Electronics inspired by the qualities of human skin

Human interactions with robots could soon be revolutionised with ‘skin-inspired’ electronics. Chemical engineers at Stanford have already discovered a groundbreaking way to create an elastic light-emitting polymer. Now they have developed stretchy colour displays which could...

Evonetix demonstrates novel enzymatic DNA synthesis method

Proprietary thermally-controlled synthesis chemistry will enable production of high quality DNA at scale, making it a key milestone in the development of Evonetix’s benchtop DNA synthesis platform. EVONETIX LTD (‘Evonetix’), the synthetic biology company specialising...

The time is now: how bioscience can build its talent pipeline

Benn Chacksfield, Head of Propositions at Tiro, says employers should consider alternative avenues of recruitment to avert the looming skills crisis. The bioscience sector has never been more prominent in public consciousness in the wake...

What happens in our brain when we die

Neuroscientists have recorded the activity of a dying human brain and discovered rhythmic brain wave patterns similar to those during dreaming, memory recall, and meditation. A new study suggests an explanation for vivid life...

Cytiva supports global biopharma industry with new site in Cardiff, Wales

Cardiff site will manufacture single-use bioprocessing technologies used to make vaccines and biopharmaceuticals for global customers. Part of a £300 million investment over two years with Pall Life Sciences into UK operations. Cytiva, a...

AI used to improve cardiovascular risk prediction

AI startup Owkin and Amgen have announced the results of a three-year project using artificial intelligence to more accurately predict cardiovascular risk. This study demonstrates the ability of AI to improve the way that...

Lab-grown ‘mini-stomachs’ could shed light on children’s COVID symptoms

A ‘lab-grown model’ of the human stomach, that can be used to study how infections affect the gastrointestinal system, has been developed for the first time. A UCL-led team of international scientists have built on...

Bacteria can develop strong immunity for protection against viruses

A new study hopes to exploit newly characterised defence systems in bacteria to compare changes to the human genome. University bioscientists have been working on the research to demonstrate the complex workings of bacterial innate...

Ancient genes help dolphins live on

Ancient genes that predate the last Ice Age may be the key to survival … at least if you are a dolphin! Genes up to 2.3 million years old helped the bottlenose dolphin adapt to...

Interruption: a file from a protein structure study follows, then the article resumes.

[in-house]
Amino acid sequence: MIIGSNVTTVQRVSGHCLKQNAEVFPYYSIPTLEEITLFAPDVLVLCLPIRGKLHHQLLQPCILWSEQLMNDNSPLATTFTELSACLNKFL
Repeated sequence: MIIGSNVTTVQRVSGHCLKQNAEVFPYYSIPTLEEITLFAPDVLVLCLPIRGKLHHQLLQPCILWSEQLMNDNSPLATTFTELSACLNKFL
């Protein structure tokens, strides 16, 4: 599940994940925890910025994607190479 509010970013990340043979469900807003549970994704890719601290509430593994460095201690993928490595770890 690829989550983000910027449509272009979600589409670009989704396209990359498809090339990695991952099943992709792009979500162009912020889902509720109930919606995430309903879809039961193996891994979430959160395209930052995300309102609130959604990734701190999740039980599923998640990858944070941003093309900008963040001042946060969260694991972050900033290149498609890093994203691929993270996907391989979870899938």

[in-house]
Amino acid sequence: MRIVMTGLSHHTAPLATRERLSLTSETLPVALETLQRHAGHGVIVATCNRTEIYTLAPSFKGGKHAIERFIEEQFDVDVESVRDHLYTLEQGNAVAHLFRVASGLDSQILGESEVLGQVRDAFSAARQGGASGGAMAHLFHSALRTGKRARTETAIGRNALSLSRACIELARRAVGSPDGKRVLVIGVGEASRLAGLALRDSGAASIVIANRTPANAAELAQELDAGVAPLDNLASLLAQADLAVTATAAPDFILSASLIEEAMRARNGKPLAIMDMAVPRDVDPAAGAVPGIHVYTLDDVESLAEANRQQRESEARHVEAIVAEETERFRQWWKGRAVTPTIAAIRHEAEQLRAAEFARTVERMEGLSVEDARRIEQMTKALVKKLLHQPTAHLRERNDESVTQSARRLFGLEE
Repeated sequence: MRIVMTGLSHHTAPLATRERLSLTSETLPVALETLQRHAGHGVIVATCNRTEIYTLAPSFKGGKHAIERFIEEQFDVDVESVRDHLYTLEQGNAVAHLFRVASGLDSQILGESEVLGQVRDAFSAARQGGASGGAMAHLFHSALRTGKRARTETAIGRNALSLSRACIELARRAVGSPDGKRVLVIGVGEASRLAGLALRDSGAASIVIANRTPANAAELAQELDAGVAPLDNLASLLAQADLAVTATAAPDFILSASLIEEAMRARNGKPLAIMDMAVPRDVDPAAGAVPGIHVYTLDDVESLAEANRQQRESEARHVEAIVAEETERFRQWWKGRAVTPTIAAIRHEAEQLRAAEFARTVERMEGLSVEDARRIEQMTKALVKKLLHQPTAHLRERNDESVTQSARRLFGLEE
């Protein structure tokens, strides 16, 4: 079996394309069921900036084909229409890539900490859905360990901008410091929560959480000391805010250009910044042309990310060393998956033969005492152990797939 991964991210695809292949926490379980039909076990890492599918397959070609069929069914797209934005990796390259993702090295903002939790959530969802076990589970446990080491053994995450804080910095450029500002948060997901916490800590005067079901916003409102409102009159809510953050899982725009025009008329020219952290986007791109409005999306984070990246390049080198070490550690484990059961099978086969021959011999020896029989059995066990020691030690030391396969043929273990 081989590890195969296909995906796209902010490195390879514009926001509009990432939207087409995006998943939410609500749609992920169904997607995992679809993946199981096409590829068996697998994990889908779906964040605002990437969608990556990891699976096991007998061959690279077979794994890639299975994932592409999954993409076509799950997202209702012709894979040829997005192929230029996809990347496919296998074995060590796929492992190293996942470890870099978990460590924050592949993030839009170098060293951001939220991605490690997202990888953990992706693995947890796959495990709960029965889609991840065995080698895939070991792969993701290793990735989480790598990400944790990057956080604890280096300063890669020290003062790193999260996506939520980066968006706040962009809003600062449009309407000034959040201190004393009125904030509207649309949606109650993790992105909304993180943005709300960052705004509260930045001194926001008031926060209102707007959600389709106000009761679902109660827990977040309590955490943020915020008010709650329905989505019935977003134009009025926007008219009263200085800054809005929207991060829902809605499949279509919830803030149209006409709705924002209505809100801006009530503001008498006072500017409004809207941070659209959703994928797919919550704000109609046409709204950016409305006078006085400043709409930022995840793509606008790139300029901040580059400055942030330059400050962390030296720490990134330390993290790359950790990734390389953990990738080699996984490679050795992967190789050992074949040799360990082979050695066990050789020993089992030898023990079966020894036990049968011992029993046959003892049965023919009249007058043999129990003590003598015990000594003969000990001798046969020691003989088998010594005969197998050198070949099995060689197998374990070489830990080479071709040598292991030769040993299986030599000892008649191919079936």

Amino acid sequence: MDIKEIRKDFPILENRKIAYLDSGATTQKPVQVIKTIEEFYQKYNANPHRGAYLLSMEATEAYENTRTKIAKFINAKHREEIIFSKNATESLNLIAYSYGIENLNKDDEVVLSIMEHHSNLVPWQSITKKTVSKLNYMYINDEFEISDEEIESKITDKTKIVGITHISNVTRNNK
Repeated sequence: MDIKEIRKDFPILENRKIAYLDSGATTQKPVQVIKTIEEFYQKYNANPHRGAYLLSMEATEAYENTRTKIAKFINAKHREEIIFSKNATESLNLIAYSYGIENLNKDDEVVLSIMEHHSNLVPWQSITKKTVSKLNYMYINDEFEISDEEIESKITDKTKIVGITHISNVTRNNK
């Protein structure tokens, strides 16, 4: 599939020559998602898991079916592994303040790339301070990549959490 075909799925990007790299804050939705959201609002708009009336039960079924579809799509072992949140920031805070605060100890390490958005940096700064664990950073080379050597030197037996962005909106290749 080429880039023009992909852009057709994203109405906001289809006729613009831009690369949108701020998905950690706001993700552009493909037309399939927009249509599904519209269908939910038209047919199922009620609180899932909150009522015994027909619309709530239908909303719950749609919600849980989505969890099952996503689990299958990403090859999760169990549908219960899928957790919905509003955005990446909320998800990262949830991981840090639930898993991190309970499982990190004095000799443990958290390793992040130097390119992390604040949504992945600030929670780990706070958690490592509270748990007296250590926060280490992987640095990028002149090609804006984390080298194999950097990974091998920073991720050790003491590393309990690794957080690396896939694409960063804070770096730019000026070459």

Light therapy helmet could help dementia patients

A new infrared light therapy has the potential to help people with dementia. A pilot study recently investigated how transcranial photobiomodulation therapy (PBM-T) –transferred through a specially adapted helmet -- could boost memory, motor function...

Putting the diverse into neurodiversity

The global Institute Of Neurodiversity ION has launched its UK chapter. The Institute aims to give a global voice to all neurodiverse groups, and ensure neurodivergent individuals are understood, represented, and valued equally in society. Currently, 1 in...

Sizzling breakthrough for 3D meat

A 4oz steak has been ‘lab-grown’ using a digital design file. Israeli firm MeaTech 3D Ltd. cultivated the bio-printed steak using real fat and muscle cells. The cells were produced using an advanced process that...

‘Super jelly’ can survive being run over by a car

Researchers have developed a jelly-like material that can withstand the equivalent of an elephant standing on it, and completely recover to its original shape, even though it’s 80 per cent water. The soft-yet-strong material, developed...

Teaching old oaks new tricks

Mature oak trees will increase their rate of photosynthesis by up to a third in response to the raised CO2 levels expected to be the world average by about 2050, new research shows. The results, published...

New microscope uses photonics for insights into ‘superbugs’

Scientists are building a new super-resolution microscope that uses laser light to study the inner workings and behaviours of superbugs to gain new insights into how they cause disease. The microscope will allow scientists to...

Spider web secrets unravelled

American scientists are the first to document every step of web-building. Johns Hopkins University researchers discovered precisely how spiders build webs by using night vision and artificial intelligence to track and record every movement of...